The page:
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Gardening, running can help manage insolation anxiety

Last updated: 08-19-2020

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Gardening, running can help manage insolation anxiety

Gardening, running can help manage insolation anxiety
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Cristina Bautista sits on the front steps of her house in League City on Wednesday, March 25, 2020. The single mother of four has several medical conditions that have caused her anxiety because of the ongoing coronavirus pandemic. She has taken to collecting and nurturing plants to help ease her anxiety.
STUART VILLANUEVA/The Daily News
Cristina Bautista looks over plants at her house in League City on Wednesday, March 25, 2020. The single mother of four has several medical conditions that have caused her anxiety because of the ongoing coronavirus pandemic.
STUART VILLANUEVA/The Daily News
Because of her medical conditions, Cristina Bautista says she wears a mask each time she goes out in public since the area has been seeing cases of the coronavirus.
STUART VILLANUEVA/The Daily News
Cristina Bautista stands on the porch of her house in League City on Wednesday, March 25, 2020. The single mother of four has several medical conditions that have caused her anxiety in light of the ongoing coronavirus pandemic.
STUART VILLANUEVA/The Daily News
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Cristina Bautista, of League City, has been so anxious about the state of the world that she recently took on a new hobby — gardening.
“This is really getting to me,” she said. “I’m used to taking my kids to the park and being out all the time. But since my father was a landscaper, and I figured gardening was in my blood, I’ve just started collecting plants during this. I’m starting a vegetable garden.”
Amid a torrent of news and grim predictions about the coronavirus pandemic spreading across the country, many Galveston County residents stuck inside with limited options have turned to new hobbies and creative solutions to manage their anxiety.
“It’s definitely different than normal life,” said Chelsea Padilla, of League City. “The last couple of days, especially, I’ve felt more anxious and more of a sense of anxiety related to this, specifically.”
Feeling anxious about that which is unknown or unpredictable is a common human emotion — one shared by a large part of the population today in response to the coronavirus pandemic, said John P. Vincent, director of the center for forensic psychology at the University of Houston.
“Indeed, it’s hard to look away from it,” Vincent said. “A lot of us like to focus on the things we are looking forward to, or excited about, in the future. And what’s happened now is that kind of all bets are off, when you have things like the Olympics and the rodeo being canceled.”
The U.S. Centers for Disease Control says stress during an infectious disease outbreak can include:
• Fear and worry about your own health and the health of your loved ones
• Changes in sleep or eating patterns
• Difficulty sleeping or concentrating
• Worsening of chronic health problems
• Increased use of alcohol, tobacco or other drugs
Bautista has a history of health issues, including asthma and stroke, and has taken calls for social distancing to heart, she said.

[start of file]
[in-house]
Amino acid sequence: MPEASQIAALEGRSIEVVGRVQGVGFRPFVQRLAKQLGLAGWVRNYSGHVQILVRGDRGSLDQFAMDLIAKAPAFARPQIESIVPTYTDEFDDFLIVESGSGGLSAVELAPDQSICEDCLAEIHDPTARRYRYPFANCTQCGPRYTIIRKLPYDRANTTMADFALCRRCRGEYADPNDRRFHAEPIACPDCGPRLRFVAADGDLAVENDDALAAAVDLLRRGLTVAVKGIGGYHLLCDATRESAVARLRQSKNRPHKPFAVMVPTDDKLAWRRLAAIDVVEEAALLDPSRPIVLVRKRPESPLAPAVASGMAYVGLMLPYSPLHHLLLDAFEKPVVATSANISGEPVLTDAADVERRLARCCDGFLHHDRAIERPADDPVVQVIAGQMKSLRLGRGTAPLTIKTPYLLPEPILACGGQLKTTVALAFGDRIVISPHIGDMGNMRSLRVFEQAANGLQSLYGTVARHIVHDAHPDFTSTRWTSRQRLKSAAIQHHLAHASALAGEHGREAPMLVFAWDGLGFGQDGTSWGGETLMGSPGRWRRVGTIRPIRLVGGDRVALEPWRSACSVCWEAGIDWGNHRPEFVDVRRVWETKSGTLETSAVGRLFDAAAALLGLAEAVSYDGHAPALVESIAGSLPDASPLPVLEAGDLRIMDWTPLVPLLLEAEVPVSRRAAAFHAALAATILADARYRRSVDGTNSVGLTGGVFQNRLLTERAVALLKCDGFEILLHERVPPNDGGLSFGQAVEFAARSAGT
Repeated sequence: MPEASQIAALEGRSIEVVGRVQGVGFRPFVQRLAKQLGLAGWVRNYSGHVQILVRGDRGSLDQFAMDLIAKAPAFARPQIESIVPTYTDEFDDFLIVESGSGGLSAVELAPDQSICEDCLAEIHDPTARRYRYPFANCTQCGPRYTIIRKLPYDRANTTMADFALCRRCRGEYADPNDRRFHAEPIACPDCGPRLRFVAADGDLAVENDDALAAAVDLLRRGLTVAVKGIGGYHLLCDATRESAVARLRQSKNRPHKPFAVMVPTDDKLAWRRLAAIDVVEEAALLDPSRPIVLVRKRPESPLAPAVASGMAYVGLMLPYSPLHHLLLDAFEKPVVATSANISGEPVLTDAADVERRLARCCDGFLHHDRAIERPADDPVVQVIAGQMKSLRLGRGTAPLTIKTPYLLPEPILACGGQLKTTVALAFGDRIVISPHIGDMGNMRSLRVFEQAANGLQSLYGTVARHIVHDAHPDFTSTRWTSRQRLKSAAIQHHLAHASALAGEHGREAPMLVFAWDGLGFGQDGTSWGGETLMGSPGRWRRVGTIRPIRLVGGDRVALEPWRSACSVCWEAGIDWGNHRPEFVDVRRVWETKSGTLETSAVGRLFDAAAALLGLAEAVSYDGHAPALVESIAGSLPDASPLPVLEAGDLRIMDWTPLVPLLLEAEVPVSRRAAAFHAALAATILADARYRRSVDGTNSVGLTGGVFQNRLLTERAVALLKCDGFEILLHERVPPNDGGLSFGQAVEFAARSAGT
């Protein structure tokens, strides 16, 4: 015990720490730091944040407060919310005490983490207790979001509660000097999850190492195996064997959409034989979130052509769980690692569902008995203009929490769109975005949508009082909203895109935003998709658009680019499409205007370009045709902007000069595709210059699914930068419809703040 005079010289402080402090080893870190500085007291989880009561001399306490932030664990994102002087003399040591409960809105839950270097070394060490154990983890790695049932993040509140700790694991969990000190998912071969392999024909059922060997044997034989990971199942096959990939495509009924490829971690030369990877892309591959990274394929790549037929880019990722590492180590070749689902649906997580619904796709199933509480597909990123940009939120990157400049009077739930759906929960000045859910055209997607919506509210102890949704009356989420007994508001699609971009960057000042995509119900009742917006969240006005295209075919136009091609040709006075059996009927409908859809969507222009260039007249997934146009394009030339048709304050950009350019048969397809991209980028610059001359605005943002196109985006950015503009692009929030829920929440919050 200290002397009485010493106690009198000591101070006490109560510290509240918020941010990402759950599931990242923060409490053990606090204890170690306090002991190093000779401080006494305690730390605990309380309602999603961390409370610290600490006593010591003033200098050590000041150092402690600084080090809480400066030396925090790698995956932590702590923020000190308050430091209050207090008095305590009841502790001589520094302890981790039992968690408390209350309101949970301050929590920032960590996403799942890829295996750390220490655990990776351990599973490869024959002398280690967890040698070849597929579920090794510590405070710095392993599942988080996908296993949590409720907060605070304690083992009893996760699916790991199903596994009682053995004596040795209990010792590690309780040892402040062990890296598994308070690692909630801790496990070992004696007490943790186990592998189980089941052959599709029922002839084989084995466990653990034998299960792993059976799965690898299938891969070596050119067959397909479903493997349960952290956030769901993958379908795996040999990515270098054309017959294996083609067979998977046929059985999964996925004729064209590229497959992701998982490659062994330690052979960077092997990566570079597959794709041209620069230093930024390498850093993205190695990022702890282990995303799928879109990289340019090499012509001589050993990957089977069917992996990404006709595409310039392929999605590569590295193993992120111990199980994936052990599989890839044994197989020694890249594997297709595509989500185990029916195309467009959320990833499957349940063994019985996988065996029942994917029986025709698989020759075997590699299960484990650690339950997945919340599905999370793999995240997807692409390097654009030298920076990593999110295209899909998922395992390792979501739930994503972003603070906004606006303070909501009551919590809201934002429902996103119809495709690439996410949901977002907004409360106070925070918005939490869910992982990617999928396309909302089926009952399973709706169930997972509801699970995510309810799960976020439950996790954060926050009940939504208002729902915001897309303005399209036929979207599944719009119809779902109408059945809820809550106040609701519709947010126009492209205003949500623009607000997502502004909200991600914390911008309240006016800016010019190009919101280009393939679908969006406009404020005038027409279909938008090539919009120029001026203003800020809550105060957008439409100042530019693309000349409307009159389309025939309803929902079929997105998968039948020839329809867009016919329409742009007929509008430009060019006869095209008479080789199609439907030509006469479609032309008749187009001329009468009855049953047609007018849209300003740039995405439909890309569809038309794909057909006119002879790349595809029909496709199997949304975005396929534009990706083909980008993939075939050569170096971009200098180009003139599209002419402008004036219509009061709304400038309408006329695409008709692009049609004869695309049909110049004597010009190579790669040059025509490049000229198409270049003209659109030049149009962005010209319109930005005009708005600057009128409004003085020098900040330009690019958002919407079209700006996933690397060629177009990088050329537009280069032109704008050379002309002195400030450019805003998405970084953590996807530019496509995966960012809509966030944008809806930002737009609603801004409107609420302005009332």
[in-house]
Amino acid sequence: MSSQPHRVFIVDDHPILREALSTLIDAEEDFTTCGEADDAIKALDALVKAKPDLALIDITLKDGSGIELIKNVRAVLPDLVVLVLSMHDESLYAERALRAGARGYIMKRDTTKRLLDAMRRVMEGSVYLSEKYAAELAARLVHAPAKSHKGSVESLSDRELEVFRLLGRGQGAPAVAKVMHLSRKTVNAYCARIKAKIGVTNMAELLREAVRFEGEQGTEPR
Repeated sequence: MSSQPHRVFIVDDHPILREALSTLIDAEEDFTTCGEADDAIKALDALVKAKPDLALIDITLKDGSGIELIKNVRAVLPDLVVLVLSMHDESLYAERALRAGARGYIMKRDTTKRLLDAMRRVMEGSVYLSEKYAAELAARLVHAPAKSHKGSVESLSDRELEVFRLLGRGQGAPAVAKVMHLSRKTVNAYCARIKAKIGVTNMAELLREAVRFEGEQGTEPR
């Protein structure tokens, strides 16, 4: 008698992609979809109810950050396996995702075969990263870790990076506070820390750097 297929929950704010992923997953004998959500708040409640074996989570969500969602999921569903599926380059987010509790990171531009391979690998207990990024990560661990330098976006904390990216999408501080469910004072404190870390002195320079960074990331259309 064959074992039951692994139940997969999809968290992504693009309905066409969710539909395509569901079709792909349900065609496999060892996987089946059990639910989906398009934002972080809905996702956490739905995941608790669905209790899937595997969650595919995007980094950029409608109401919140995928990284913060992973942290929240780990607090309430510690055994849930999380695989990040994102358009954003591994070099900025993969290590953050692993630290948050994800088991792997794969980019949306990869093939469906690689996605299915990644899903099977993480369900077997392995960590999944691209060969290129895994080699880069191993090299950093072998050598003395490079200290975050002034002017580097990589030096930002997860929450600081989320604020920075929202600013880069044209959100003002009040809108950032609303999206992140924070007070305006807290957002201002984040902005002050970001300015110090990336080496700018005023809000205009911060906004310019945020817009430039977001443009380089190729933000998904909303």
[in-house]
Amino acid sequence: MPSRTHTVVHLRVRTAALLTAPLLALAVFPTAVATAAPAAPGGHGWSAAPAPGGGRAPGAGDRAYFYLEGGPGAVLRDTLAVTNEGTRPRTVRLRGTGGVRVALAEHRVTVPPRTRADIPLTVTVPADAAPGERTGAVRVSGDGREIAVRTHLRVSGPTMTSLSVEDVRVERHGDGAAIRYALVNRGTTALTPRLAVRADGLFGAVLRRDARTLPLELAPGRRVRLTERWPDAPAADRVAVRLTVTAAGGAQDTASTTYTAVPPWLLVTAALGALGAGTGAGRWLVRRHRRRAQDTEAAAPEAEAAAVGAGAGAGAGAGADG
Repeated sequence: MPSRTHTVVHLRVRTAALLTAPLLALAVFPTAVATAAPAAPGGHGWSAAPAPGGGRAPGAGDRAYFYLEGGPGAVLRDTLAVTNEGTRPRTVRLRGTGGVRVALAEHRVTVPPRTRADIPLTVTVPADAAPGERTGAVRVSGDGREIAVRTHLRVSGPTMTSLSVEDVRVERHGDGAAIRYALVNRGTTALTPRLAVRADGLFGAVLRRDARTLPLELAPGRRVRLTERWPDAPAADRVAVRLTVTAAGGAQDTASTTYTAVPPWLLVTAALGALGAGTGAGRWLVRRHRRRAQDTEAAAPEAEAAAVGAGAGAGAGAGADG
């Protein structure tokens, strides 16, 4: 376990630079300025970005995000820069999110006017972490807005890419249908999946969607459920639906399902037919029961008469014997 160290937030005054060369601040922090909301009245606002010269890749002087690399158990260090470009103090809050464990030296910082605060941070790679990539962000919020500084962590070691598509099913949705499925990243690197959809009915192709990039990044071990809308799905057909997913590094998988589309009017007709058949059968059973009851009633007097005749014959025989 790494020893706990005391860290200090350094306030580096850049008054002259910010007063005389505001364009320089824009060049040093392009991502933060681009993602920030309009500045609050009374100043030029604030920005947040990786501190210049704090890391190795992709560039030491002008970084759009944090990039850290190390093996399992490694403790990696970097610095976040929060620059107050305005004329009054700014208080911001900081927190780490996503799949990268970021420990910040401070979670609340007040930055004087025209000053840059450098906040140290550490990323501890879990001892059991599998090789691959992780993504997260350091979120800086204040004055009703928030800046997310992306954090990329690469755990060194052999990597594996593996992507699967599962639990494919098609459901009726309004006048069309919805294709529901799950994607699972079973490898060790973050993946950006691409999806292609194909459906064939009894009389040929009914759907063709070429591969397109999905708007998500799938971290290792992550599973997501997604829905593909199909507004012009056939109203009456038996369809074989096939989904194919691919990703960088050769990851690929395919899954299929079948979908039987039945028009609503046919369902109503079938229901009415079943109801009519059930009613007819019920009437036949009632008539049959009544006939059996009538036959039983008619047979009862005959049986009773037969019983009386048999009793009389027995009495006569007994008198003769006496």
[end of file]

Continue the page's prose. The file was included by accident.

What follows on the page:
“I’ve just been trying to keep home because I understand I’m at a high risk of getting sick,” she said.
Stuck at home, Bautista has felt her anxiety levels jump significantly with all of the news she’s watching and reading about the virus, she said.
“It’s really upsetting,” she said. “I want to be able to leave the house and go somewhere and relax, but I can’t.”
Hence, the growing vegetable garden outside of her residence.
Padilla has never received a clinical diagnosis but says she has always felt more anxious than the average person and has developed strategies over the years to help her cope with that.
“Before all this, I used to run a lot,” she said. “It helps me reset my brain, by distracting me. But it’s also a time when possible solutions pop into my head.”
Padilla now runs on the treadmill but also has taken up gardening like Bautista and is reading fun novels to keep her mind occupied, she said.
All of these are useful ideas, Vincent said.
“Managing the mental side of this is key, taking some breaks to relax and let anxiety subside and recalibrating are really useful things,” he said.
Stressed-out people might be best served keeping routines and taking up activities that allow them to be creative but also feel like they’re accomplishing something, Vincent said.
“It’s not about the what ifs, but the what is,” he said. “Just try to maintain the best attitude you can each day and reduce that natural catastrophizing tendency.”
The U.S. Centers for Disease Control cautions that people with preexisting mental health conditions should continue with their treatment and be aware of new or worsening symptoms.
Those who are feeling stressed specifically as a result of the pandemic or mobility restrictions put into place help stop or slow its spread, however, can find many ways to mitigate the anxiety, according to the CDC. These include:
• Taking breaks from watching, reading or listening to news stories, including social media. Hearing about the pandemic repeatedly can be upsetting.
• Taking care of your body. Take deep breaths, stretch or meditate. Try to eat healthy, well-balanced meals, exercise regularly, get plenty of sleep and avoid alcohol and drugs.
• Make time to unwind. Try to do some other activities you enjoy.
• Connect with others. Talk with people you trust about your concerns and how you are feeling.
The CDC also advises that people call their health care provider if stress gets in the way of their daily activities for several days in a row.
Matt deGrood: 409-683-5230; matt.degrood@galvnews.com


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